To Lurk

I’m acutely aware of people who lurk, you know, like when you’re walking at night through a housing estate or something, and it’s all deserted and silent, and you see a man, or a group of teenage boys, ‘lurking’. You don’t often say that women ‘lurk’, do you? Or middle-class people? Or the scene itself with all its horrid objects; you don’t say that it ‘lurks’, do you? It’s funny, language. But this lurking – for I can conceive of no other term – I feel it more and more, and it makes me, well, I wouldn’t say paranoid exactly, because that’s not entirely accurate, but it puts me perpetually on-the-lookout; like an animal or something. I feel like an animal, an herbivore in the green grasses. In a wrong situation – an uncanny situation – every little sound signifies lurking…and it appals me. I even started changing the routes I walk home by so as to avoid the possibility of this ‘lurking’ sensation, you know, like not taking the proverbial short-cut, not walking down alleyways or past the 24-hour shop after midnight, not cutting-through estates and the like. It’s with satisfaction that I can say I’ve developed a comprehensive, continually evolving map in my head that I follow so as to avoid scenes which invite the ‘lurking’ feeling. I don’t even need to know the place at all – just a very sharp feeling will suddenly cause a diversion and make me walk past the road I wanted to walk down, and then I end up walking much further than I intended just to satisfy myself that I’m doing everything I can to avoid the possibility of being caught unawares in ambush.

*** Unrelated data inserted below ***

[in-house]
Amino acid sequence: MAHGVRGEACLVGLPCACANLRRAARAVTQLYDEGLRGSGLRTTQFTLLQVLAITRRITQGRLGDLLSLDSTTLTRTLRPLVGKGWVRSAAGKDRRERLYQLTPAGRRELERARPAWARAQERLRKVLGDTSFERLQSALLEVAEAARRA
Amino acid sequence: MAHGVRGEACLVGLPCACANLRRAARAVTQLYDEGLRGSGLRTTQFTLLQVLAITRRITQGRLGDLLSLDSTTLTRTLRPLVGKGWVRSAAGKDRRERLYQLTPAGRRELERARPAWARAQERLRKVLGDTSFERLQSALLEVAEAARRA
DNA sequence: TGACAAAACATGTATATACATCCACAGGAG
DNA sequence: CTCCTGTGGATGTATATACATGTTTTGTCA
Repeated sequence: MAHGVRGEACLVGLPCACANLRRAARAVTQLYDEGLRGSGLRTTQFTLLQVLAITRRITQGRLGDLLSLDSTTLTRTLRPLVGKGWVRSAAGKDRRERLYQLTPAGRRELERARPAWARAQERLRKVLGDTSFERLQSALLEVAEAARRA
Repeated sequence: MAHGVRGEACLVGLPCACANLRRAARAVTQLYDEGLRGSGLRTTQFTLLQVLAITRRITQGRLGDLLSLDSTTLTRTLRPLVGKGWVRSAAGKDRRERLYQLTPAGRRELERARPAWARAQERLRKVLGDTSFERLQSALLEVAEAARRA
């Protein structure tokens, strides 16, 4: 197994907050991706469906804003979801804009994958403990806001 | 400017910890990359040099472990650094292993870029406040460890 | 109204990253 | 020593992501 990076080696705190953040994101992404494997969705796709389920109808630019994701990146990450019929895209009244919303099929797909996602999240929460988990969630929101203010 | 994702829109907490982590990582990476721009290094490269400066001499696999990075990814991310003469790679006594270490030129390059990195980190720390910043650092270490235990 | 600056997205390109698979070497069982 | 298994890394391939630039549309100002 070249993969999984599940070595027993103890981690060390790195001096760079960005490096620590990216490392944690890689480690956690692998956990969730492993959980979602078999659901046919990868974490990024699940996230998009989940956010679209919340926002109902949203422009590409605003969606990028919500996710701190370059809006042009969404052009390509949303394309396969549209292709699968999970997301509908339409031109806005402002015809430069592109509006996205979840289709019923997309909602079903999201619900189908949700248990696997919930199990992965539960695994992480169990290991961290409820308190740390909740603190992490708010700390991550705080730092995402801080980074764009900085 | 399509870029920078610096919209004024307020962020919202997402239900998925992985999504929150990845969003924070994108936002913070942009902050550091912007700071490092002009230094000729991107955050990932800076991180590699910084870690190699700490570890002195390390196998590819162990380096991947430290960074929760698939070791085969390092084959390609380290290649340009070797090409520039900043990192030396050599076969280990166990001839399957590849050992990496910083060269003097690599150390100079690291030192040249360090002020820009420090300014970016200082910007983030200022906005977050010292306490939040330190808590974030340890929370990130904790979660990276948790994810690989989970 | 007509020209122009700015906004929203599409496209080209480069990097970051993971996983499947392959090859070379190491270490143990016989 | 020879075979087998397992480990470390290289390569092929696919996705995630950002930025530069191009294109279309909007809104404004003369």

Now, this has all been going on for quite some time and has somewhat come to dominate my life. I work until late during the week so I am used to coming home in darkness, but the length of time it takes me to get home has increased ten-fold since my sensitivity to this feeling grew more acute. When I got home from work Tuesday last I was laying in bed, thinking, you know, about things, (I should say that I’ve become insomniac in the last month,) and so I finally decided to ask myself “What or who lurks?” I mean, the first thing to do when one suffers an anxiety of this kind is to nail exactly what it is causing it, but I couldn’t really think of a decent answer offhand like that, and so I mulled it over all the next day. I mean, it’s easy to say that someone is lurking – I do it all the time – but do I ever say that I am lurking? Is it me who causes someone to lurk because I say to myself; “Who’s that lurking over there?” I mean, if I just said to myself “Who’s that standing over there?” then nobody would be lurking, would they? This verb is misleading, for a person does not ‘lurk’ per-se. Somebody seems to be lurking – and that is something more subtle.